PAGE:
Trip Start Jun 01, 2011
110Trip End Jul 01, 2017
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Yes it's a bold and close to a very egocentric statement. I'm totally not like that statement except for the fact that I tend to "Travel" and do not particularly even want to do so. Travel is a pain in the neck (and other parts), and generally involves a lot of standing, waiting, sitting in impossible places and positions, and the big giant elephant in the room: THE UNKNOWN!!!!
Travel is always a great trip which is made more memorable than a few smacks in the face caused by "THE UNKNOWN" which will make you change your travel plans often. It will also cause you much great positive and negative surprises! Positive like the cool peasant fruit stand outside the walls, but mired with the fact that you have to come and go through a gate of guards who record everything about you
Overall, China's positive's to tend to outweigh the negative's. I am being drawn back there at this very moment! China is my spiritual home to say the least.
Now I'm in Northern Wyoming, just outside of "Sheridan" named for some cruel CivIl War general or someone. It's cold and windy up here most of the year. The fewest people live in Wyoming than any other state. Yet it's a far more interesting place that Kansas for example: I have no idea why most folks do not want to live up here?
Wyoming has some of the top wilderness in this country, with "Yellowstone" as it's crown jewel. "Yellowstone" is the place that tries to recreate America before all the tourists ruined it. But the tourists have ruined it. We all gotta see it, six hour traffic jams are characteristic of that awful place. I live at the foot of the Easternmost range of the Rocky Mountains known as the "Bighorns" The 70 mile wide range of over 13000 foot peaks extends like 300 miles up into Montana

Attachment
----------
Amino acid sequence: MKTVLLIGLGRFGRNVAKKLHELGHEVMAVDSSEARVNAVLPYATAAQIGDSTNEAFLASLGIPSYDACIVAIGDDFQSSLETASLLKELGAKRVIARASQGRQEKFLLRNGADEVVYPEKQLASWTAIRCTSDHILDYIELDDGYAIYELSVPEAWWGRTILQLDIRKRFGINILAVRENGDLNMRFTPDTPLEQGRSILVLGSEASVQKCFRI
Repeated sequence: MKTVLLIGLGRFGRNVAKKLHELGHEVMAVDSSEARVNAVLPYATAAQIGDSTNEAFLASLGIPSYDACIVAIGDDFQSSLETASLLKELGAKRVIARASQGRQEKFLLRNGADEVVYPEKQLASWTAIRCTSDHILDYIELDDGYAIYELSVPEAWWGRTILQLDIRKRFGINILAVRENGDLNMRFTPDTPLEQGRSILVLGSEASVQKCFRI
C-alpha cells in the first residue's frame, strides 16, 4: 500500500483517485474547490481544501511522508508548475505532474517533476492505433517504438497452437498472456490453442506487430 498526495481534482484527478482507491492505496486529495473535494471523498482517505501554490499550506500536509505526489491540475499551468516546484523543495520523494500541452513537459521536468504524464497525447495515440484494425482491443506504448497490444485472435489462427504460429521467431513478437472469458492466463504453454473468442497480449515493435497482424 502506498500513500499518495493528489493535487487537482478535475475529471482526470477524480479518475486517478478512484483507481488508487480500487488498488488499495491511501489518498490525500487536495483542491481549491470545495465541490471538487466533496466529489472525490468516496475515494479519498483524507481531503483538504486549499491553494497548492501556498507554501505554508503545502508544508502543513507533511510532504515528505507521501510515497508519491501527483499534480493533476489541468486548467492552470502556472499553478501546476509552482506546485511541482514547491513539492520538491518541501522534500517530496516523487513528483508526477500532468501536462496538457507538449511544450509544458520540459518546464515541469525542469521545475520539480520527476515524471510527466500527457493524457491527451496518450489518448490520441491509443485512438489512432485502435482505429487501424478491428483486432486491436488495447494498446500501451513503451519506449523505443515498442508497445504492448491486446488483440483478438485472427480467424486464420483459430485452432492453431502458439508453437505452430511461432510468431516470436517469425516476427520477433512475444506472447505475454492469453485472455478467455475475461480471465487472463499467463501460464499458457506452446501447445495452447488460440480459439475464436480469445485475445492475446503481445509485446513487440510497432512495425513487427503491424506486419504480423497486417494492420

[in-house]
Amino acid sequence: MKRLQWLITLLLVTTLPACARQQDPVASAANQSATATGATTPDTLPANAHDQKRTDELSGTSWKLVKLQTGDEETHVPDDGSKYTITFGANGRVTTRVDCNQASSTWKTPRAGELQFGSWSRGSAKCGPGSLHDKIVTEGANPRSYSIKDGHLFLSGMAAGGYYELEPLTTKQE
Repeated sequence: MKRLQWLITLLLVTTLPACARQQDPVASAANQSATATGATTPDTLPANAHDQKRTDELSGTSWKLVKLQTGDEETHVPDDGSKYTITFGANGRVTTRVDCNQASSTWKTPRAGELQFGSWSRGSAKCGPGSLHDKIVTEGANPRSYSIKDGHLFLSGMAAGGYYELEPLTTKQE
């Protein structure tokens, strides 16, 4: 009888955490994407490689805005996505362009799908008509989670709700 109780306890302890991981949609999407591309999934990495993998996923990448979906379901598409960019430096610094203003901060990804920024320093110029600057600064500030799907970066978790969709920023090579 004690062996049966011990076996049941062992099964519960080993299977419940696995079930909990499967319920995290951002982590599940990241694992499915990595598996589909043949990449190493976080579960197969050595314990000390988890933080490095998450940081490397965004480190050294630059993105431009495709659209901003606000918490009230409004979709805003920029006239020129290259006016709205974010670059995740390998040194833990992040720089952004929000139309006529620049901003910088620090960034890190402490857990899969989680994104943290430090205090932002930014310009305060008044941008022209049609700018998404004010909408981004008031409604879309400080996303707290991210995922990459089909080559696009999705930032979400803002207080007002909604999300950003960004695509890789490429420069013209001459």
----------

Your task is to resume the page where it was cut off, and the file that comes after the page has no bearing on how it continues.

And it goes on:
The people up here are "open hearted", they have not been disappointed by as many people, as those in the rest of America. Their noble attitudes protect them to a great extent, since their innocence could leave them wide open otherwise. I do well with people like these,
In many ways this place seems more foreign than China to me. Main reason being, that I just returned from there and am new to things like forks and knives at the table. But Wyoming is truley it's own distinct and admirable culture. Strong, well-centered people up here. Direct and honest... most are beyond the corruption that I have seen in other places. People say what they think and rarely put on airs. The Chinese were similar in this fact.
My friend here owns half interest in a China restaurant. I eat free Chinese food every day, and most of my close friends in Wyoming are either Chinese-Americans, or Chinese from Hong Kong. So I will assume that my trip has not ended. Due to my own Sino-centric outlook that I always have had, including a familiarity (and belief) with a few of the Chinese Philosophies that I have subscribed to for the past 30 years
What can I say about where I live, outside the people I previously described? Its a majical place. Wyoming! Endless miles of hilled plains with rocky outcrops stretching upward on occasion, the winds are harsh, yet the wildlife seems to be quite abundant. Antelope, geese, turkeys, and the White tailed deer, which challenge you to drive past them while they graze in the middle of the cites. I've seen many new types of birds here, and little squirrel looking varments, and praire dogs, raccoons, rabbits ect.... Many more animals than China seems to have, but I have not been out in the far west of that country.
Between the high deserts and plains of Wyoming are a series of mountain ranges. The previeously described "Big Horns" are to the north and east of the state. There are also mountains near the big city of "Caspar". The "Wind River" range is a few hundred miles to the west and are probably the most natural mountains in the lower 48